The challenge of hellstrip gardening

April 1, 2012 lawanda Newspaper Columns

The three or four or seven-foot wide strip of grass or weeds between the street and sidewalk is mostly ignored by gardeners. But what an opportunity for gardeners to take on a new challenge!
Typically this area, sometimes known as the “hellstrip,” is a hot, dry area subject to dogs doing their business, road salt, heavy snow left by the plow, and runoff from sidewalks and driveways. Similar conditions might be found where an entryway sidewalk runs parallel to the driveway or house.
The first step in the process of beautifying your hellstrip is to kill the existing vegetation. This can be done by mowing it as short as possible and covering it with cardboard or several layers of newspaper and then weighting them down with wood chips for a few months until the vegetation dies. Rototilling three times over a period of six weeks or so combined with hand removal of perennial weeds will work too. Right next to the street is not a good place to use any kind of chemical weed killer. It will run off into the storm sewers and end up in the lake. Don’t do it! You’ll need the time it takes for the vegetation to die anyway to do some research on what plants will grow best in the area.
The soil in the hellstrip is probably in pretty bad shape. Most likely it’s compacted, probably clay mixed with stones or rocks. Look at the rocks and stones as an opportunity – pick them out and use them for landscaping either here or elsewhere in the yard. After the area is free of vegetation and rocks, dig or till the soil to loosen it and add compost. A few bags of top soil will help if the soil is in really bad shape.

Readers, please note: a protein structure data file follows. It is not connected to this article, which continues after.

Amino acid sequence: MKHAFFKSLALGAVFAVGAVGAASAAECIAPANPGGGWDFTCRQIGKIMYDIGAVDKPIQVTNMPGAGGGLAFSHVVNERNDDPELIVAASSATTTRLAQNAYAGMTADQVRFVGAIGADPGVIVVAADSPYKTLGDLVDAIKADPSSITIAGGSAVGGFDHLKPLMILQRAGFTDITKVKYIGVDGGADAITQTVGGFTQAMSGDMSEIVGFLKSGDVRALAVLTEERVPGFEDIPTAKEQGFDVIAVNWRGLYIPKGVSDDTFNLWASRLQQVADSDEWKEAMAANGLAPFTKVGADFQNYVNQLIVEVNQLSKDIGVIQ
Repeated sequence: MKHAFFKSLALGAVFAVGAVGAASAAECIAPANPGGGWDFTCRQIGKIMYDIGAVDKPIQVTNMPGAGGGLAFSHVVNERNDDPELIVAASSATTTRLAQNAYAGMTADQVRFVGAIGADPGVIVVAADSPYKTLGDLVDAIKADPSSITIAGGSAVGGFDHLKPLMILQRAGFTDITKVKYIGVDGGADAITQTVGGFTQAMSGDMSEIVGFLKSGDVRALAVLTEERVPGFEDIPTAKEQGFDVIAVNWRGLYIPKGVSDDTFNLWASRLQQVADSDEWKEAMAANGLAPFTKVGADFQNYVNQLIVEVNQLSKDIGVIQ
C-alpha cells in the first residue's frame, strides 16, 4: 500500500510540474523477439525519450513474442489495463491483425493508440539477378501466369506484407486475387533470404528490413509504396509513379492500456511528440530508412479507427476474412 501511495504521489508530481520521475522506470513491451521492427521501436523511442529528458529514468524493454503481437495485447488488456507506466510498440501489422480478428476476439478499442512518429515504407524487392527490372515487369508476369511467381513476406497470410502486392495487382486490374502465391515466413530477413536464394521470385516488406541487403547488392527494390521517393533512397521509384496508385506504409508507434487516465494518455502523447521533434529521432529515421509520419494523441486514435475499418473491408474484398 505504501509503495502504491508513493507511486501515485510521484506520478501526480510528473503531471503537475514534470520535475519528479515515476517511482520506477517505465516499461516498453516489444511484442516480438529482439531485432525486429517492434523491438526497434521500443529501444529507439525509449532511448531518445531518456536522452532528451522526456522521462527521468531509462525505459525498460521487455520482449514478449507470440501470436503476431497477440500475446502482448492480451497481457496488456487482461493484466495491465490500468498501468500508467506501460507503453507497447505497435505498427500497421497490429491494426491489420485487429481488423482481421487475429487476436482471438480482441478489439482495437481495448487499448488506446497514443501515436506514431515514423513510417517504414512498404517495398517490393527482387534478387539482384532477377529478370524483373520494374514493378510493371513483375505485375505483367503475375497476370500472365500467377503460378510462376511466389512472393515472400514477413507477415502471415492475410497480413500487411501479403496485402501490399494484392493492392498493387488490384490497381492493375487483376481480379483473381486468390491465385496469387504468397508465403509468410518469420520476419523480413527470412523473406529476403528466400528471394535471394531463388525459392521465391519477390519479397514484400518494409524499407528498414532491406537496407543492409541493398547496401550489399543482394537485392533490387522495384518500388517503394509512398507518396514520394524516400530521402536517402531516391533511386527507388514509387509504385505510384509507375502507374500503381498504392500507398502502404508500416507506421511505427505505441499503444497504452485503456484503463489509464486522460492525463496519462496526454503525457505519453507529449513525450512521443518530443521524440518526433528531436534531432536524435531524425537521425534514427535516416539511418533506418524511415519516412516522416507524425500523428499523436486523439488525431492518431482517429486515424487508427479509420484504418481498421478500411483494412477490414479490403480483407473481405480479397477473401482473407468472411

To decide which plants to include in your hellstrip garden, look for plants that are drought tolerant, appropriate for your light conditions – sun or shade – relatively short in height, and non-invasive.
A mix of perennial and annual plants is the best bet. Plant them closely together so they provide shade and protection for each other and prevent your newly improved soil from washing away. Since you don’t know which plants will thrive in your particular conditions, start with a wide variety of plants and find out which ones survive. In coming years, you can divide those to fill in the spaces where others have died out.
Some perennials that should do well in a hellstrip area are flax, sedum, salvia, yarrow, artemesia, penstemon, veronica, iris, thyme, lavender, blue fescue, coreopsis, shooting star, black-eyed susan, columbine, purple prairie clover, and bulbs like tulips and muscari. Annuals include calendula, alyssum, marigolds, snapdragons, stock, dusty miller, moss rose, and zinnias.
Before you begin, accept that you are going to lose some plants. This is a difficult growing situation, but it can be done and done beautifully with a little experimentation and patience.


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